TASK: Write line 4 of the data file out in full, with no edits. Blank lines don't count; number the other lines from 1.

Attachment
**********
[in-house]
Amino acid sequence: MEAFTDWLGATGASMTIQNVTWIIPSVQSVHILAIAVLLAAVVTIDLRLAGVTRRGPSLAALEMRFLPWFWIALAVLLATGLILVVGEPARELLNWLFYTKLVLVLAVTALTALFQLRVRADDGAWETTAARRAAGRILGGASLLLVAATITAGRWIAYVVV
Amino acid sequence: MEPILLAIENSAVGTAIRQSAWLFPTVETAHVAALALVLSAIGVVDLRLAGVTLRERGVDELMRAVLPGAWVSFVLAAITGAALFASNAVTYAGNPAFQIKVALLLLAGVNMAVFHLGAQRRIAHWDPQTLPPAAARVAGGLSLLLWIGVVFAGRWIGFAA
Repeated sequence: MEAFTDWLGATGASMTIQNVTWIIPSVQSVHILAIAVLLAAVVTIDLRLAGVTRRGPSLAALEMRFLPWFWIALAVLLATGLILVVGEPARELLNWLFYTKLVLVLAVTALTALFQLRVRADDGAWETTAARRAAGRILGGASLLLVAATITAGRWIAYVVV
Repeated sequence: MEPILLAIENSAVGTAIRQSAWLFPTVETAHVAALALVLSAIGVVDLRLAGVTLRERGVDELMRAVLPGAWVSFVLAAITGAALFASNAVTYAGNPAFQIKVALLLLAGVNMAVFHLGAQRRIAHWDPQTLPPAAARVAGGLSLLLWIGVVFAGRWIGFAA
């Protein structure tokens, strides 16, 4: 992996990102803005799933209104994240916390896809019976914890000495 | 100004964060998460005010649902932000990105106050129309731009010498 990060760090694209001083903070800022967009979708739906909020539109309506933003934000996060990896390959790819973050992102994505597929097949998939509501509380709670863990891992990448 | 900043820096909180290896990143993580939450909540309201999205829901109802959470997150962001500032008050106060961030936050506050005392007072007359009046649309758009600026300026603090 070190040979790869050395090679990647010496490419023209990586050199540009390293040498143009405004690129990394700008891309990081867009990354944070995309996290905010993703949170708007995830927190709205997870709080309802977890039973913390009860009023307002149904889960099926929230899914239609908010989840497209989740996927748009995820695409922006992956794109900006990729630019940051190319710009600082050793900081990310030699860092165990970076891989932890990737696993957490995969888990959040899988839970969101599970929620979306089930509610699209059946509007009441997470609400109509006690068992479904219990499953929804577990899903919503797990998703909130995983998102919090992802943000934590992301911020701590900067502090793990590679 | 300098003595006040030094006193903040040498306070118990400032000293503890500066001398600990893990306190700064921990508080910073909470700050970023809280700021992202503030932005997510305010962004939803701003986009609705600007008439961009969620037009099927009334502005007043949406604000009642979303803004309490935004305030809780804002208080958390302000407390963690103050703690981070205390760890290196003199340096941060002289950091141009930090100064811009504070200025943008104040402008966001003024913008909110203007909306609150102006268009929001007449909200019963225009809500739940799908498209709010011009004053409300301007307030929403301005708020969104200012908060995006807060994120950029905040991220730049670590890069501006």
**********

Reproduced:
Repeated sequence: MEAFTDWLGATGASMTIQNVTWIIPSVQSVHILAIAVLLAAVVTIDLRLAGVTRRGPSLAALEMRFLPWFWIALAVLLATGLILVVGEPARELLNWLFYTKLVLVLAVTALTALFQLRVRADDGAWETTAARRAAGRILGGASLLLVAATITAGRWIAYVVV